Smith, Golden and Eddie drove to the home of Golden's cousin Tippy, where Golden obtained a gun. After taking Smith home, Golden and Eddie drove to the apartment building where Valerie McDonald and her family lived. They left when they saw that Louia's car was not there. They returned the gun to Tippy and agreed to meet again the next day. The following evening they picked up the gun, drove past the McDonalds' residence and then parked the car a short distanceaway. Golden pointed out the McDonalds' car as it passed. Eddie then exited the car. Sometime later he ran back and, in response to Golden's inquiry, said "I shot her in the head. I think she's dead." They then drove to Smith's house, where Eddie was paid $500, from which he gave Golden $100.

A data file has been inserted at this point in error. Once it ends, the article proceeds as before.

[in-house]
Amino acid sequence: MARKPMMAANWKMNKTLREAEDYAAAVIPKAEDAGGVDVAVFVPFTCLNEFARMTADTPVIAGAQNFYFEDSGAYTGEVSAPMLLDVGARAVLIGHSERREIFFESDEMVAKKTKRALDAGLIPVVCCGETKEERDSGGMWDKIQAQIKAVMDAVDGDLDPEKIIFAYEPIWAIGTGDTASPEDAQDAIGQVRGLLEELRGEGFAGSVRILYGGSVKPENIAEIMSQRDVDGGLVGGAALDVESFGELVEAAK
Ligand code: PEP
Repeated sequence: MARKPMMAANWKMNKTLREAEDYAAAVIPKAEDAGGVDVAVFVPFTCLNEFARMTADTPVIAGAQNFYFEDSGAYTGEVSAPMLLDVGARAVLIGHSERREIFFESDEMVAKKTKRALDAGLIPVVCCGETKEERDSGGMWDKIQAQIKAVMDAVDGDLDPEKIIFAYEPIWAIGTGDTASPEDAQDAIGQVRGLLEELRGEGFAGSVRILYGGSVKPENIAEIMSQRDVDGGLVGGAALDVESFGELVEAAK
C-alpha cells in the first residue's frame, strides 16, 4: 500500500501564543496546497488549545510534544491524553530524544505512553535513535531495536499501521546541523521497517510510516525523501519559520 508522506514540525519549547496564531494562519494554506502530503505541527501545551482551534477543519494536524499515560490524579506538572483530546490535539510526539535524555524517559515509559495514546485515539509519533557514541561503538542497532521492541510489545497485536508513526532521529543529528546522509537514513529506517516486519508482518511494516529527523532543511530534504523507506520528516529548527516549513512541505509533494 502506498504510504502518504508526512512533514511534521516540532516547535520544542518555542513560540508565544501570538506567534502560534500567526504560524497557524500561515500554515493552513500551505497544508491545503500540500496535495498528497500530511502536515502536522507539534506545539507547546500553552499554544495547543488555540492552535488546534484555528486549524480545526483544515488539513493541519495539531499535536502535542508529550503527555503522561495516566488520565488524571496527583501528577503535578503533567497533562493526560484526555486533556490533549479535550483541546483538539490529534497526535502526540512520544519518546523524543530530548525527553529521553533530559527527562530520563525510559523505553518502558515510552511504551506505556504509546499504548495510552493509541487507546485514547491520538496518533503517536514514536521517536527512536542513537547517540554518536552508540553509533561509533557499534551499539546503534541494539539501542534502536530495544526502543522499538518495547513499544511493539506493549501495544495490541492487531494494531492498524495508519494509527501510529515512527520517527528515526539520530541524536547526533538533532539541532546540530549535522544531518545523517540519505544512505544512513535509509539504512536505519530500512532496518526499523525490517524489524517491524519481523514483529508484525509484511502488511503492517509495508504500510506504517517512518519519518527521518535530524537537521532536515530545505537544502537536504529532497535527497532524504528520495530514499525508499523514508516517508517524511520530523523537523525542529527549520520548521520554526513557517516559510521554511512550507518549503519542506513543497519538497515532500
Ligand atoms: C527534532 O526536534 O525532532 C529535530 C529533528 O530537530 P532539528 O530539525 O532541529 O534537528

Detective Kaminski testified that Golden told him that she did not know the address of the house where Eddie was staying, but that she would be able to direct the detectives to it. Shortly after midnight on June 25, she and seven detectives drove, in three cars, from Area 6 on the north side of Chicago to a house on South Wolcott Avenue. A middle-aged man and woman, who stated that they were Eddie's aunt and uncle, advised the police that Eddie was not there. Detectives Mannion and Jin remained there while the other detectives and Golden proceeded to a house a few blocks away on South Honore Avenue. Detectives Richter, Gildea and Johnson approached the front door; Kaminski went to the rear of the house. All the officers had their weapons drawn; Richter was armed with a shotgun. Richter's knock on the front door was answered by a woman named Theresa. When Richter asked if Eddie was there, Theresa opened the door, allowed the officers to enter the foyer, and told them that Eddie was downstairs with his girlfriend. Theresa led them through the house to a rear door leading down to the basement. Theresa pointed to a room with a partially open door at the front of the basement from which some light was emanating. The officers did not notice any furnishings as they walked through the basement. Richter looked in the room and saw that the man in the bed fit the description of the offender. When Richter asked, "Are you Eddie?" the man responded that he was. Richter ordered defendant out of bed and advised him that he was under arrest. Defendant, wearing only undershorts, wasordered to his knees and handcuffed. The woman in the room with defendant (Evelyn Miller) handed one of the detectives some clothing before defendant was taken out of the house. Defendant was placed in a squad car and driven away from the house, where bystanders had gathered. The police stopped the car a few blocks away and allowed defendant to put on his clothing.